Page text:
The Sustainable Transport Award
Every year, the Institute for Transportation & Development Policy (ITDP) gives the STA to a city. Winners are recognized for transport, street design or policy improvements that increase mobility and improve the quality of life of urban residents with the goal of supporting the often-unrecognized progress in sustainable mobility happening on the ground. The unique global recognition is conferred by a committee of international experts in sustainable transport and development.
The four cities presented here, each nominated for an STA, show that gender-inclusive transport can take many different shapes. Whereas Bogotá has been successful in implementing bike lanes and repurposing car-centric streets, Peshawar has focused on a safe and inclusive BRT system. Tartu and Lviv have taken more holistic approaches, driven by data, participatory budgeting, and community engagement, to create urban mobility that works for everyone.
What can we learn from these cities?
Bogotá: Safety and mobility for all residents
Bogotá has won the Sustainable Transport Award twice (2005 and 2022). The latest win honored the city’s transport interventions designed to improve safety and mobility for the city’s most marginalized residents. The Colombian capital was one of the first cities in the world to create emergency bike lanes during the COVID-19 pandemic. A total of 84 km, with 28 km becoming permanent and 46 km still in use, significantly improved the city’s cycling network, quadrupling bike use on some main roads.
These COVID-19 changes were cemented with official policies. One of them, called Acuerdo 804, established biking as the priority means of transport in future planning efforts in Bogotá, building on the city’s 2020-24 Strategic Plan. The current administration also aims to ensure that gender is factored into all policies as a trans-sectoral issue. The Public Policy for Women and Gender Equity and the accompanying Gender Action Plan are key documents.
Bogotá also reconfigured street space to allow for effective social distancing. Streets that were once only for cars were pedestrianized. This resulted in a total of 44,000 square km of repurposed street space, making it safer to walk for women by improving street lighting for example. Another important initiative in Bogotá focuses on travel safety, especially for low-income children. The Kids First program targets students who commute on foot, by bike, and by public transport. Since women are often in the care-taking role, they directly benefit from this: They can safely accompany their children to school or send them off alone, knowing they will be safe.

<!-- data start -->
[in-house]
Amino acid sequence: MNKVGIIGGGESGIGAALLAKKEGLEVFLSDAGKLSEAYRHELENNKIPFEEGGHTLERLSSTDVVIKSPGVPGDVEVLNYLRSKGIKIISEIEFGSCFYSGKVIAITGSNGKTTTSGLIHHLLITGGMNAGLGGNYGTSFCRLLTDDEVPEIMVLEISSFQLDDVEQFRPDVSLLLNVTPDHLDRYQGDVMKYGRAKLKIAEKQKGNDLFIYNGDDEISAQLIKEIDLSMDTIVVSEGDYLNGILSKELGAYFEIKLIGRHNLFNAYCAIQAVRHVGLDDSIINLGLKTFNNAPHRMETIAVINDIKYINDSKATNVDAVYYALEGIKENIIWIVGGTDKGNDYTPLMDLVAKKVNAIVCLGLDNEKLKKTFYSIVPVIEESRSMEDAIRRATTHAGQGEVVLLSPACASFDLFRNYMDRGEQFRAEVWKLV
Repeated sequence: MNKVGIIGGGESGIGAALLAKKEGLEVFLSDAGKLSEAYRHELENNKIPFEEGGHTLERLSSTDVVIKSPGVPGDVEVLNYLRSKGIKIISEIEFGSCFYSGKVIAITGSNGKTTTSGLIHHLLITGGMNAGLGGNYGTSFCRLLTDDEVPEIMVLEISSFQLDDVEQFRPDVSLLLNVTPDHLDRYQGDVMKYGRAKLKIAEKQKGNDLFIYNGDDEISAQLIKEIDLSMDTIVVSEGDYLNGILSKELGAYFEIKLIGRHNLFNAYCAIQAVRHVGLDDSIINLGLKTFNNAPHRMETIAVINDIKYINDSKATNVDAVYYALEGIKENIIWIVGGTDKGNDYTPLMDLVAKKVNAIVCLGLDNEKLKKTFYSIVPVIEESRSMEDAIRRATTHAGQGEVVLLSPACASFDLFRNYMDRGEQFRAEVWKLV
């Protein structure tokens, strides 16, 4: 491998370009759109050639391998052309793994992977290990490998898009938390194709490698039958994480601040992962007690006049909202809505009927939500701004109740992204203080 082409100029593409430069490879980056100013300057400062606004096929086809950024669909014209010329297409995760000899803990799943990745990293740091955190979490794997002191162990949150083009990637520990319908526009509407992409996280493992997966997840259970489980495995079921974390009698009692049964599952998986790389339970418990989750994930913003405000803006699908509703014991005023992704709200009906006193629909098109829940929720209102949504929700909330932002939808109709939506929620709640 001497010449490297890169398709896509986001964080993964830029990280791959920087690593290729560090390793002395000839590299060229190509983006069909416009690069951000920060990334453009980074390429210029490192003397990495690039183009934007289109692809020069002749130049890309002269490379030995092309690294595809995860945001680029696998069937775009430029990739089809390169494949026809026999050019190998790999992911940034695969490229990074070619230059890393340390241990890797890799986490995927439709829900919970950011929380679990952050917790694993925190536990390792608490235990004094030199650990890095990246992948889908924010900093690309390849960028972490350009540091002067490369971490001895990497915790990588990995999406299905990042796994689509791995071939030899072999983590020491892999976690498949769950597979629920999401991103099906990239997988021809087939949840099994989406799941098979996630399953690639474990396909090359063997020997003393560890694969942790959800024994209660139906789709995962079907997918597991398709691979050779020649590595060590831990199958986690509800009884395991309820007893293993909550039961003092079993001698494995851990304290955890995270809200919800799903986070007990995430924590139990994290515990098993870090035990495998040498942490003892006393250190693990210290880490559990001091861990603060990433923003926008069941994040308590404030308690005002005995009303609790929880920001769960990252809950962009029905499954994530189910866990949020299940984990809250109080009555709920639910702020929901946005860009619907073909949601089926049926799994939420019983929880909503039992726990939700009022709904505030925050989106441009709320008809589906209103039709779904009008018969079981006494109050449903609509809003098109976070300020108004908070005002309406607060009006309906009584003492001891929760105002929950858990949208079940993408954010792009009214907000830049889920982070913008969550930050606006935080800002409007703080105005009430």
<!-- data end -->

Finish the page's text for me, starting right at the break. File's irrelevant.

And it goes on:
Today, Bogotá has a fleet of almost 1,500 electric buses that serve its public transportation system, making it the city with the third largest e-bus fleet outside of China. Crucially, the buses benefit low-income residents as they provide access to their neighborhoods alongside clean air. And with the new “La Rolita” program, a public bus company with an all-electric fleet with a focus on gender equality, women are leading the e-bus movement in Colombia. 48% of drivers of the Rolita buses are women. By focusing on women from the informal workforce and giving them formal employment, La Rolita is tackling inequality in the city. According to the company’s general manager, Carolina Martinez, the female drivers are more in tune with the diverse needs of different riders and youth and are sensitive to requests. Read the case study here.
In Bogotá, women are leading the e-bus movement. Credit: La Rolita
Peshawar: Inclusive transport planning for women, people with disabilities and youth
Peshawar is the first city in India that has implemented a Gold Standard BRT system. Since 2020, “Zu Peshawar” has been moving over 250,000 passengers a day. This provides access to the city for women, people with disabilities and youth. The system is centered on the needs of people who need it the most, which earned Peshawar a STA Honorable Mention in 2022.
Until recently, minibuses and wagons dominated Peshawar’s public transport system. These were not comfortable or safe for people with disabilities and for women. They also contributed to congestion, and the government had no control over supply, demand, or vehicle quality. In addition, these gas guzzling vehicles contributed up to 70% of the city’s air pollution. The outstanding commitment to improving the welfare of residents through an innovative BRT system led to the implementation of Zu Peshawar.
This BRT system has cut travel time in Peshawar by over 60% along the east-west corridor. Fares are low and accessible for most citizens. Female riders and persons with disabilities benefit from targeted infrastructure and interventions, providing a safe and accessible choice for moving around the city. These interventions included separate waiting areas, bathrooms, and ticket booths for women. In addition, all buses have designated priority seating for women. These targeted changes have resulted in an increase of 20% of women as passengers on Zu Peshawar, up from 2%. The number of users in wheelchairs has also increased due to 100% step free entrances and exits as well as level boarding at all stations on the BRT corridor.